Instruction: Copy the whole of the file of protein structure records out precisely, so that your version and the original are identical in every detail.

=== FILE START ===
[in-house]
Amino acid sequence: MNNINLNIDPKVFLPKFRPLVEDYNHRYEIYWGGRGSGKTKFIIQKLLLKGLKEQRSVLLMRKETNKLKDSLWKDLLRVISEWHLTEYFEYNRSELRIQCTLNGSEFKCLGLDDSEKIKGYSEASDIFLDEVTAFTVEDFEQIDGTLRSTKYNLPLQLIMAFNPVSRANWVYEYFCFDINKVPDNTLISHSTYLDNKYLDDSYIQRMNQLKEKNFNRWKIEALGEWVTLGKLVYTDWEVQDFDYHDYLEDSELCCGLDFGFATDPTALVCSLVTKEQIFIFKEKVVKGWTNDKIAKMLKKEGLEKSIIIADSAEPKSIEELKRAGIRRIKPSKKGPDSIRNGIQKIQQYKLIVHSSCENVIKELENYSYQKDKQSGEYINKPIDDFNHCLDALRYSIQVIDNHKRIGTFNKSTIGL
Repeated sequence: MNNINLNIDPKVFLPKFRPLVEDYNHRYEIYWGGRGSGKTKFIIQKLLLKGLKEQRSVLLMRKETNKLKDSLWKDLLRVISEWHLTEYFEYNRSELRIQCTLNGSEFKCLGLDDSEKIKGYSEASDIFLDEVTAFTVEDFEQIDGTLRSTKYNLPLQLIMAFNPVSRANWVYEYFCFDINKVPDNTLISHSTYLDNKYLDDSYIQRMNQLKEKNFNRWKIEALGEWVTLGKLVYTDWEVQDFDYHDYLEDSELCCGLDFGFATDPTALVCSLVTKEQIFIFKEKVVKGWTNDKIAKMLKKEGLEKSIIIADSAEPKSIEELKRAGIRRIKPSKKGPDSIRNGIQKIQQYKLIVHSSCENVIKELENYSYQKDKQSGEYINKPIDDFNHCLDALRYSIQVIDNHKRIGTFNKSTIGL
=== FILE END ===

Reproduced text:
[in-house]
Amino acid sequence: MNNINLNIDPKVFLPKFRPLVEDYNHRYEIYWGGRGSGKTKFIIQKLLLKGLKEQRSVLLMRKETNKLKDSLWKDLLRVISEWHLTEYFEYNRSELRIQCTLNGSEFKCLGLDDSEKIKGYSEASDIFLDEVTAFTVEDFEQIDGTLRSTKYNLPLQLIMAFNPVSRANWVYEYFCFDINKVPDNTLISHSTYLDNKYLDDSYIQRMNQLKEKNFNRWKIEALGEWVTLGKLVYTDWEVQDFDYHDYLEDSELCCGLDFGFATDPTALVCSLVTKEQIFIFKEKVVKGWTNDKIAKMLKKEGLEKSIIIADSAEPKSIEELKRAGIRRIKPSKKGPDSIRNGIQKIQQYKLIVHSSCENVIKELENYSYQKDKQSGEYINKPIDDFNHCLDALRYSIQVIDNHKRIGTFNKSTIGL
Repeated sequence: MNNINLNIDPKVFLPKFRPLVEDYNHRYEIYWGGRGSGKTKFIIQKLLLKGLKEQRSVLLMRKETNKLKDSLWKDLLRVISEWHLTEYFEYNRSELRIQCTLNGSEFKCLGLDDSEKIKGYSEASDIFLDEVTAFTVEDFEQIDGTLRSTKYNLPLQLIMAFNPVSRANWVYEYFCFDINKVPDNTLISHSTYLDNKYLDDSYIQRMNQLKEKNFNRWKIEALGEWVTLGKLVYTDWEVQDFDYHDYLEDSELCCGLDFGFATDPTALVCSLVTKEQIFIFKEKVVKGWTNDKIAKMLKKEGLEKSIIIADSAEPKSIEELKRAGIRRIKPSKKGPDSIRNGIQKIQQYKLIVHSSCENVIKELENYSYQKDKQSGEYINKPIDDFNHCLDALRYSIQVIDNHKRIGTFNKSTIGL